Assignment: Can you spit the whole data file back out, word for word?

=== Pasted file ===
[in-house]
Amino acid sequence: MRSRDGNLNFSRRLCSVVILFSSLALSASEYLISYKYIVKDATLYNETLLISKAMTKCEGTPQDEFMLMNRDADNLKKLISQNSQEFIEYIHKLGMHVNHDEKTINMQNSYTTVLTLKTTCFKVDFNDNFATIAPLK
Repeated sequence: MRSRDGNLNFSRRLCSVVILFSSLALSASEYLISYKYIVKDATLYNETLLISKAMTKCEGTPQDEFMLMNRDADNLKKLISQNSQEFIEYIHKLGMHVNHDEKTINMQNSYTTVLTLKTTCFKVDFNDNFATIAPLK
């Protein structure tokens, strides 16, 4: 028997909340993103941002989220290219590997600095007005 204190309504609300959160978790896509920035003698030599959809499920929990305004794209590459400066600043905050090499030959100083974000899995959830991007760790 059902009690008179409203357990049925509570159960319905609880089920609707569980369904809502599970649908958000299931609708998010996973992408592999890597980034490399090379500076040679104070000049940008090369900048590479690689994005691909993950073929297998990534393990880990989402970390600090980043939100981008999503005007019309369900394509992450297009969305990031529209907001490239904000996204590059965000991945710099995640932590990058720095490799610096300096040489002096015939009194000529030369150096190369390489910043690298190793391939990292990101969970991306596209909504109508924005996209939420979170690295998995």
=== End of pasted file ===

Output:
[in-house]
Amino acid sequence: MRSRDGNLNFSRRLCSVVILFSSLALSASEYLISYKYIVKDATLYNETLLISKAMTKCEGTPQDEFMLMNRDADNLKKLISQNSQEFIEYIHKLGMHVNHDEKTINMQNSYTTVLTLKTTCFKVDFNDNFATIAPLK
Repeated sequence: MRSRDGNLNFSRRLCSVVILFSSLALSASEYLISYKYIVKDATLYNETLLISKAMTKCEGTPQDEFMLMNRDADNLKKLISQNSQEFIEYIHKLGMHVNHDEKTINMQNSYTTVLTLKTTCFKVDFNDNFATIAPLK
């Protein structure tokens, strides 16, 4: 028997909340993103941002989220290219590997600095007005 204190309504609300959160978790896509920035003698030599959809499920929990305004794209590459400066600043905050090499030959100083974000899995959830991007760790 059902009690008179409203357990049925509570159960319905609880089920609707569980369904809502599970649908958000299931609708998010996973992408592999890597980034490399090379500076040679104070000049940008090369900048590479690689994005691909993950073929297998990534393990880990989402970390600090980043939100981008999503005007019309369900394509992450297009969305990031529209907001490239904000996204590059965000991945710099995640932590990058720095490799610096300096040489002096015939009194000529030369150096190369390489910043690298190793391939990292990101969970991306596209909504109508924005996209939420979170690295998995």